The Biopsy will be done in the Urologist's office. Is there a reason why it's done in an outpatient surgery center? .....
Mine was well-performed at the doctor's office, so maybe it depends on the
size office and the equipment they have. My biopsy was 12 cores (1 of which tested positive)- but given the randomness of this first biopsy, I would have had 20 cores taken if I had known more at the time. Some people are bothered more than others by getting this, but for me it didn't seem like a big deal. (Then again, it was 12, not 20.) Good luck!

 
Old 01-25-2008, 06:42 AM   #8
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Re: Total % of free PSA 13

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Originally Posted by daff View Post
Mine was well-performed at the doctor's office, so maybe it depends on the
size office and the equipment they have. My biopsy was 12 cores (1 of which tested positive)- but given the randomness of this first biopsy, I would have had 20 cores taken if I had known more at the time. Some people are bothered more than others by getting this, but for me it didn't seem like a big deal. (Then again, it was 12, not 20.) Good luck!

Thanks, and good luck to you too.

 
Old 01-25-2008, 07:25 AM   #9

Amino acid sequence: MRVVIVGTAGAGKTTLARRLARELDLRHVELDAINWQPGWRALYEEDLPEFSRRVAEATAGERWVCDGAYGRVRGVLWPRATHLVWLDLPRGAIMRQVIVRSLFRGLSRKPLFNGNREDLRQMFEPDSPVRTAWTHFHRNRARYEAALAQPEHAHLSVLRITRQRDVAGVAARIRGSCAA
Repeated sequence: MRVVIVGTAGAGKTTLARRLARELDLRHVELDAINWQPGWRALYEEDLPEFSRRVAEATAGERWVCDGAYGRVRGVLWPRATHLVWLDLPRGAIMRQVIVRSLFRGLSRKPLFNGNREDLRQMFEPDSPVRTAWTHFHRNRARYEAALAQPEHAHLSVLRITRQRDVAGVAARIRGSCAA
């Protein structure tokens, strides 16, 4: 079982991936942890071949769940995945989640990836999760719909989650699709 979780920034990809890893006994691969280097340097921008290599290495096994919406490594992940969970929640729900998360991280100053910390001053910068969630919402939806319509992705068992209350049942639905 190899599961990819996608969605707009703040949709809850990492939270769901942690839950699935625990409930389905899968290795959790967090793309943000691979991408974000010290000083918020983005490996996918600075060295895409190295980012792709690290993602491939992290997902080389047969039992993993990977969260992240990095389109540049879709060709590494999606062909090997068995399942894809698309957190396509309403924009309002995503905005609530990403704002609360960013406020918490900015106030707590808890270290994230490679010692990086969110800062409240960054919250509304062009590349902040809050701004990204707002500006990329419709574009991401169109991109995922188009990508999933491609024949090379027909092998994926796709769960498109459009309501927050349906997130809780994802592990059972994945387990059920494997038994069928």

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Re: Total % of free PSA 13

I agree with Able 5. A biopsy is an appropriate recommendation in view of his low Free PSA. Less than 25% Free PSA used to be the cutoff for considering a biopsy. Also some other factor must have prompted his primary care physician to refer him to a urlogist.

 
Old 01-25-2008, 07:42 AM   #10
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Re: Total % of free PSA 13

Quote:
Originally Posted by able5 View Post
...
Do yourself a favor, encourage your husband to "paint by the numbers" for now and jump through the hoops that the urologist tells him to jump through, namely, GET THE BIOPSY. It'll give you some peace of mind...
Able5's points make a lot of sense to me too. I want to emphasize that, because the amount of space below covering some other alternatives might make it seem that those alternatives are better. Not so in my view.